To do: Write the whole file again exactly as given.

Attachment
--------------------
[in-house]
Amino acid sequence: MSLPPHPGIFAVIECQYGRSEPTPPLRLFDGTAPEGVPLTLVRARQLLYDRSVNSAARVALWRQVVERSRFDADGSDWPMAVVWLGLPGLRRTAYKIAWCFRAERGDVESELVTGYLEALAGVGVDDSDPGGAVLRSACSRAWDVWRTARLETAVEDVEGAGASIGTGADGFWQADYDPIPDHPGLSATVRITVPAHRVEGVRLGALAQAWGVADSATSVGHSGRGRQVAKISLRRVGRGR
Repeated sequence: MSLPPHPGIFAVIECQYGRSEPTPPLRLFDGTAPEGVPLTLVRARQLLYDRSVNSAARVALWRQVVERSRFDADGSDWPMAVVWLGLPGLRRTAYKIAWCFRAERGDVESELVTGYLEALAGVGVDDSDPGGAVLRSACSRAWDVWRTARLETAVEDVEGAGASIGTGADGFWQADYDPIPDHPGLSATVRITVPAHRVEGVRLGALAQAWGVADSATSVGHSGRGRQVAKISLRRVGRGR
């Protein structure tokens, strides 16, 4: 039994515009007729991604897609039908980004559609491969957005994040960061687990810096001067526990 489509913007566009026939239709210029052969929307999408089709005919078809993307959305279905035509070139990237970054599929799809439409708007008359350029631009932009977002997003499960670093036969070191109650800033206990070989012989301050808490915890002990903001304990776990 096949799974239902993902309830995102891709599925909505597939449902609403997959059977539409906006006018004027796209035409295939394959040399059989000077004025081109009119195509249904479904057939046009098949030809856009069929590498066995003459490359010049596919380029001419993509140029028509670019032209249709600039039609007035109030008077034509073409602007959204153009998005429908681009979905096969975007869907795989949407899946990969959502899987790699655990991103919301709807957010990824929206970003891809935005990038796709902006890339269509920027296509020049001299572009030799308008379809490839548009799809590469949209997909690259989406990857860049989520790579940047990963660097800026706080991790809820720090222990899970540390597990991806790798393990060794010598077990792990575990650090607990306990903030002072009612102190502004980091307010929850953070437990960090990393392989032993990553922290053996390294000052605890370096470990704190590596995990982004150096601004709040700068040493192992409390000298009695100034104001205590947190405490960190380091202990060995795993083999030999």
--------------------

[in-house]
Amino acid sequence: MSLPPHPGIFAVIECQYGRSEPTPPLRLFDGTAPEGVPLTLVRARQLLYDRSVNSAARVALWRQVVERSRFDADGSDWPMAVVWLGLPGLRRTAYKIAWCFRAERGDVESELVTGYLEALAGVGVDDSDPGGAVLRSACSRAWDVWRTARLETAVEDVEGAGASIGTGADGFWQADYDPIPDHPGLSATVRITVPAHRVEGVRLGALAQAWGVADSATSVGHSGRGRQVAKISLRRVGRGR
Repeated sequence: MSLPPHPGIFAVIECQYGRSEPTPPLRLFDGTAPEGVPLTLVRARQLLYDRSVNSAARVALWRQVVERSRFDADGSDWPMAVVWLGLPGLRRTAYKIAWCFRAERGDVESELVTGYLEALAGVGVDDSDPGGAVLRSACSRAWDVWRTARLETAVEDVEGAGASIGTGADGFWQADYDPIPDHPGLSATVRITVPAHRVEGVRLGALAQAWGVADSATSVGHSGRGRQVAKISLRRVGRGR
């Protein structure tokens, strides 16, 4: 039994515009007729991604897609039908980004559609491969957005994040960061687990810096001067526990 489509913007566009026939239709210029052969929307999408089709005919078809993307959305279905035509070139990237970054599929799809439409708007008359350029631009932009977002997003499960670093036969070191109650800033206990070989012989301050808490915890002990903001304990776990 096949799974239902993902309830995102891709599925909505597939449902609403997959059977539409906006006018004027796209035409295939394959040399059989000077004025081109009119195509249904479904057939046009098949030809856009069929590498066995003459490359010049596919380029001419993509140029028509670019032209249709600039039609007035109030008077034509073409602007959204153009998005429908681009979905096969975007869907795989949407899946990969959502899987790699655990991103919301709807957010990824929206970003891809935005990038796709902006890339269509920027296509020049001299572009030799308008379809490839548009799809590469949209997909690259989406990857860049989520790579940047990963660097800026706080991790809820720090222990899970540390597990991806790798393990060794010598077990792990575990650090607990306990903030002072009612102190502004980091307010929850953070437990960090990393392989032993990553922290053996390294000052605890370096470990704190590596995990982004150096601004709040700068040493192992409390000298009695100034104001205590947190405490960190380091202990060995795993083999030999």